In addition to regular, scheduled maintenance, “A lot of what we do comes in the form of work requests from individual residents, specific items that they want taken care of, such as gardens weeded or trees and shrubs pruned,” Infante explains. “We’ve structured ourselves so that we can respond to those requests in a timely manner.”
Calls typically come in to the building services department, where an administrative assistance formally enters the request into a computerized work order system. From that point, a system is put in place to track the work order so nothing falls between the cracks. Grounds staff are given printouts of the specific work orders and, once they’ve completed the request, the employee documents the work done, materials used and time spent.
“Some of the work we do is considered billable; the resident is charged for that. Other work is non-billable, but we still use the information for our own internal management purposes,” says Infante. “Even though they don’t own it, the area immediately around each resident’s living area is considered their own personal space, so they are responsible for maintaining it. Some residents enjoy gardening, so they do it themselves. They can also call and use our staff through our work-order system and we’ll do the work. Or, they can choose to hire an outside landscaper to do it. There are a number of landscape companies and gardeners in the area who cater to our residents.”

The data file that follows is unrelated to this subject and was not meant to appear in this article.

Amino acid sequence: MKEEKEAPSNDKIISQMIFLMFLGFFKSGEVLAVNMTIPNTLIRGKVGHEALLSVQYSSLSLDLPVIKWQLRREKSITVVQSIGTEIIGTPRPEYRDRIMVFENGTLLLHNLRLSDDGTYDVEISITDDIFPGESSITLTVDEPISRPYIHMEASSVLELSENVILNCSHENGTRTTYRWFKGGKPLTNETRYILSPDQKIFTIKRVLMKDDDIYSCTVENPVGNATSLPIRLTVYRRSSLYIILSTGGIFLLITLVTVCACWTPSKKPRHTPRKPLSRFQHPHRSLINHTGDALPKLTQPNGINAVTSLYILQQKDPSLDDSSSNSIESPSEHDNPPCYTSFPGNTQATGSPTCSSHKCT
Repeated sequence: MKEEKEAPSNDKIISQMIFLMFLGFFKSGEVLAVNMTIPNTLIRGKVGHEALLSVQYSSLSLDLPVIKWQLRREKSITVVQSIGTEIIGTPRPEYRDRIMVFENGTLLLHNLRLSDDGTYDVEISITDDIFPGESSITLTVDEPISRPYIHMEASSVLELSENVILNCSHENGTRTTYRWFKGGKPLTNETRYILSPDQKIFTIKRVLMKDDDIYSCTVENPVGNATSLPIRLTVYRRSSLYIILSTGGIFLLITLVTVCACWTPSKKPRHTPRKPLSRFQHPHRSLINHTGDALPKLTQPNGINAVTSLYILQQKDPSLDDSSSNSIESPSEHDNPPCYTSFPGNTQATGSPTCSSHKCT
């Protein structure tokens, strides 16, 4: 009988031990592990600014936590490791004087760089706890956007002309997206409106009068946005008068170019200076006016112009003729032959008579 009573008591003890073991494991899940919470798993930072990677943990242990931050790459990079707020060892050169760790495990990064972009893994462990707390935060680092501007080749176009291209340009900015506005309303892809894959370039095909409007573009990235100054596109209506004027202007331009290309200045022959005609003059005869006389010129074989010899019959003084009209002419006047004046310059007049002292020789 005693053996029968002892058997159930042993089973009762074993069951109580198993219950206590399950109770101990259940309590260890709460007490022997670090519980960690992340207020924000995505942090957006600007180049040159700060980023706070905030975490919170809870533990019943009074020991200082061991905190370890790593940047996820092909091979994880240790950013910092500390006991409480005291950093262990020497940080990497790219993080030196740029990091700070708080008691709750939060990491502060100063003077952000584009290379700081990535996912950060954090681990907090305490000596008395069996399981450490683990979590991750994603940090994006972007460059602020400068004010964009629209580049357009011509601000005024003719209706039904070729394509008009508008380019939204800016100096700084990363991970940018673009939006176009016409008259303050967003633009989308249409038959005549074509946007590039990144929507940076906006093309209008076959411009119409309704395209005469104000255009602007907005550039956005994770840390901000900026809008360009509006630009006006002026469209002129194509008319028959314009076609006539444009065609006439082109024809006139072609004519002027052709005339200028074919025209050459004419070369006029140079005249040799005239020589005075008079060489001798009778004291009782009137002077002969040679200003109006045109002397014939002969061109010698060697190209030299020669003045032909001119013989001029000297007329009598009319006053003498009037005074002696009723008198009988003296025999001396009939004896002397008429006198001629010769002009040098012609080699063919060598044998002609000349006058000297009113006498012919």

The latter option appeals to many residents who might have used the same landscaper for years at their own residence, and prefer to continue working with them even after moving to the retirement community. It’s a somewhat unusual arrangement, but one that works at Waverly Heights says Infante, noting it’s commonplace to see many different landscaping logos on pickup trucks throughout the community.
“We have everyone from the top-shelf landscape companies in the area right down to guys who are part-time gardeners, but have worked for a resident for years,” he explains. “We’re not able to do all of the maintenance around every living unit—we would need to have a huge staff to do that—so this works out for everyone. We do have some requirements of landscape contractors: we ask that they register with our office, and they need liability insurance. The majority of the contractors who work here understand the type of facility we run, so they’re familiar with our standards.”
Waverly Heights is currently in the midst of a construction project, as new living units are being built and the health care facility is undergoing a major expansion. Eventually, there will be new landscapes to maintain, both for the in-house crews and outside contractors.
Patrick White is a freelance writer and editor who has covered every aspect of the green industry in the past 13 years. He is based in Middlesex, Vt., and is always on the lookout for unusual stories.